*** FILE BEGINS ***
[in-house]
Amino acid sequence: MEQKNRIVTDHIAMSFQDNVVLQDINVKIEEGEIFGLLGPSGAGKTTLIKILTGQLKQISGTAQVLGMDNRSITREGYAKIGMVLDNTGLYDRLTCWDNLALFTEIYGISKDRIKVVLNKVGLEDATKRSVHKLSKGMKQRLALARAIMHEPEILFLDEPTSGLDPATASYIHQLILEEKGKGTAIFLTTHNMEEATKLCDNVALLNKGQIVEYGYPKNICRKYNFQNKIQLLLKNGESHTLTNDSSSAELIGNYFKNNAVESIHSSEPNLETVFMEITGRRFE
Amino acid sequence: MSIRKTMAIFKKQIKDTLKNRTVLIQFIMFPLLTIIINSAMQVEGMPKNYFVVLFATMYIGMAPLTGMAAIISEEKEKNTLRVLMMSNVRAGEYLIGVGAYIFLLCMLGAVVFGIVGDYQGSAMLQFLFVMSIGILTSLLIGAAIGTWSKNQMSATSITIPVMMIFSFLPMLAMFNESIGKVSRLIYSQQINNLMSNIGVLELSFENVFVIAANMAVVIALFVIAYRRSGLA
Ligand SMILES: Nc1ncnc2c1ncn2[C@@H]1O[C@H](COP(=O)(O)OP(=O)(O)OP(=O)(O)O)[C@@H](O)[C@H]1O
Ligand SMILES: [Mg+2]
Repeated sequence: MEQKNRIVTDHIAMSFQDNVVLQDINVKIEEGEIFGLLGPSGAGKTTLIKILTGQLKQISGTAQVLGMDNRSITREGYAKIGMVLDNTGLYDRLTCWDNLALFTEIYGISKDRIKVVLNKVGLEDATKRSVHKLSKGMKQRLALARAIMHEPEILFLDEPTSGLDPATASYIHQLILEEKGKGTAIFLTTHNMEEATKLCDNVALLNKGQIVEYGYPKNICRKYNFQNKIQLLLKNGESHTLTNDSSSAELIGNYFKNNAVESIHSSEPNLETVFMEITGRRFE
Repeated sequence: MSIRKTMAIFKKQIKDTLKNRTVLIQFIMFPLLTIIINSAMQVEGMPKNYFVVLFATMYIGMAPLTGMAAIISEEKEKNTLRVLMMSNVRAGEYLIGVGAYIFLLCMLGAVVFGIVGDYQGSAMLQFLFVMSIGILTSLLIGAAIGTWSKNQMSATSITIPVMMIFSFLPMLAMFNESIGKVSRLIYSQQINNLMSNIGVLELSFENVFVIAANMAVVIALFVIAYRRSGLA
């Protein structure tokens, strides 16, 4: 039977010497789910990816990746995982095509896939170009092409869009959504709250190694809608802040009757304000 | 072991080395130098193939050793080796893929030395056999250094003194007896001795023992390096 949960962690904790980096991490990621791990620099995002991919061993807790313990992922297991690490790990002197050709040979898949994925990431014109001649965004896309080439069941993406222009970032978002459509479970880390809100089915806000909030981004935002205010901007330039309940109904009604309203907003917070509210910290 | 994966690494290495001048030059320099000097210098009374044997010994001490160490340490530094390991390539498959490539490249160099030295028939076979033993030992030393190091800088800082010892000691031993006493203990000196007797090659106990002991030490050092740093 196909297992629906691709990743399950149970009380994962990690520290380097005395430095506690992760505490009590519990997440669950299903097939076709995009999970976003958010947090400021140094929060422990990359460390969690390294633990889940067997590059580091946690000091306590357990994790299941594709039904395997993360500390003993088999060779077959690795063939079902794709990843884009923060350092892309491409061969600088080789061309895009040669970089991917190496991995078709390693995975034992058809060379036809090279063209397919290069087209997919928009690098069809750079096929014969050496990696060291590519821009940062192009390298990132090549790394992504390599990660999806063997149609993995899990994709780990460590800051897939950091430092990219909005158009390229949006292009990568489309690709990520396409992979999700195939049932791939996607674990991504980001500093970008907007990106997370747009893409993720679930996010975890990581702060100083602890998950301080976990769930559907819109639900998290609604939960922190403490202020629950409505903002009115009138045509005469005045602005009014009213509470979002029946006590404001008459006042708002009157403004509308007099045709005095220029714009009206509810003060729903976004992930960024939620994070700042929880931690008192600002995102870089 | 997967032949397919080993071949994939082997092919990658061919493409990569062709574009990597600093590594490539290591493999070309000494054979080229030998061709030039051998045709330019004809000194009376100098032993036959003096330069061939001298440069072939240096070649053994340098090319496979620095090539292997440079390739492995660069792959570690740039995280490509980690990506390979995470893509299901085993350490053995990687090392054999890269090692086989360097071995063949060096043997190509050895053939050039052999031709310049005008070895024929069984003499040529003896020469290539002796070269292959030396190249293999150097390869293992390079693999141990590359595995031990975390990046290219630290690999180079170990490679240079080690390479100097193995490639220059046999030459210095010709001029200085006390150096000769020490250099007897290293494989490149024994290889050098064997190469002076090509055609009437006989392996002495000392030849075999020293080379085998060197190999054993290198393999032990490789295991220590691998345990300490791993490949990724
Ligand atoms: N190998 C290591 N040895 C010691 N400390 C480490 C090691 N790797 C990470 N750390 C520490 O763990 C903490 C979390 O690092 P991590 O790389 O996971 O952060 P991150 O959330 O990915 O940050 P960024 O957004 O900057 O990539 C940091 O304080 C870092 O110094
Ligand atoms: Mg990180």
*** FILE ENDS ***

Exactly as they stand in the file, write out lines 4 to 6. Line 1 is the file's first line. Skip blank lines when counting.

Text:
Ligand SMILES: Nc1ncnc2c1ncn2[C@@H]1O[C@H](COP(=O)(O)OP(=O)(O)OP(=O)(O)O)[C@@H](O)[C@H]1O
Ligand SMILES: [Mg+2]
Repeated sequence: MEQKNRIVTDHIAMSFQDNVVLQDINVKIEEGEIFGLLGPSGAGKTTLIKILTGQLKQISGTAQVLGMDNRSITREGYAKIGMVLDNTGLYDRLTCWDNLALFTEIYGISKDRIKVVLNKVGLEDATKRSVHKLSKGMKQRLALARAIMHEPEILFLDEPTSGLDPATASYIHQLILEEKGKGTAIFLTTHNMEEATKLCDNVALLNKGQIVEYGYPKNICRKYNFQNKIQLLLKNGESHTLTNDSSSAELIGNYFKNNAVESIHSSEPNLETVFMEITGRRFE